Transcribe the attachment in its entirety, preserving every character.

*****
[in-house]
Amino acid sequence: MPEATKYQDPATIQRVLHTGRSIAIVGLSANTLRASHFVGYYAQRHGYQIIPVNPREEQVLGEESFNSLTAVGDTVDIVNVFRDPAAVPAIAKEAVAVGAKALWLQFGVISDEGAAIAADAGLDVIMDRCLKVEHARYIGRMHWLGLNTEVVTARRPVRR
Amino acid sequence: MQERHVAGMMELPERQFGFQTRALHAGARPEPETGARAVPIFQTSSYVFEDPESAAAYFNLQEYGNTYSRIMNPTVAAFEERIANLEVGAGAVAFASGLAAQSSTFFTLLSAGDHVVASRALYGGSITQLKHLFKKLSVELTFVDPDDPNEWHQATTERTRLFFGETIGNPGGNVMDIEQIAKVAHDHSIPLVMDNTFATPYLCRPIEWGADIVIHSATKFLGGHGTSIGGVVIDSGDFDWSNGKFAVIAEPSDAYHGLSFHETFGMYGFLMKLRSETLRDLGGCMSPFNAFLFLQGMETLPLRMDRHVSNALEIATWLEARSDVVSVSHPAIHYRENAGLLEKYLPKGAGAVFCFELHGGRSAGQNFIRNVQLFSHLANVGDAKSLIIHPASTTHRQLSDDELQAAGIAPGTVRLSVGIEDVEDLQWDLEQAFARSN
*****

[in-house]
Amino acid sequence: MPEATKYQDPATIQRVLHTGRSIAIVGLSANTLRASHFVGYYAQRHGYQIIPVNPREEQVLGEESFNSLTAVGDTVDIVNVFRDPAAVPAIAKEAVAVGAKALWLQFGVISDEGAAIAADAGLDVIMDRCLKVEHARYIGRMHWLGLNTEVVTARRPVRR
Amino acid sequence: MQERHVAGMMELPERQFGFQTRALHAGARPEPETGARAVPIFQTSSYVFEDPESAAAYFNLQEYGNTYSRIMNPTVAAFEERIANLEVGAGAVAFASGLAAQSSTFFTLLSAGDHVVASRALYGGSITQLKHLFKKLSVELTFVDPDDPNEWHQATTERTRLFFGETIGNPGGNVMDIEQIAKVAHDHSIPLVMDNTFATPYLCRPIEWGADIVIHSATKFLGGHGTSIGGVVIDSGDFDWSNGKFAVIAEPSDAYHGLSFHETFGMYGFLMKLRSETLRDLGGCMSPFNAFLFLQGMETLPLRMDRHVSNALEIATWLEARSDVVSVSHPAIHYRENAGLLEKYLPKGAGAVFCFELHGGRSAGQNFIRNVQLFSHLANVGDAKSLIIHPASTTHRQLSDDELQAAGIAPGTVRLSVGIEDVEDLQWDLEQAFARSN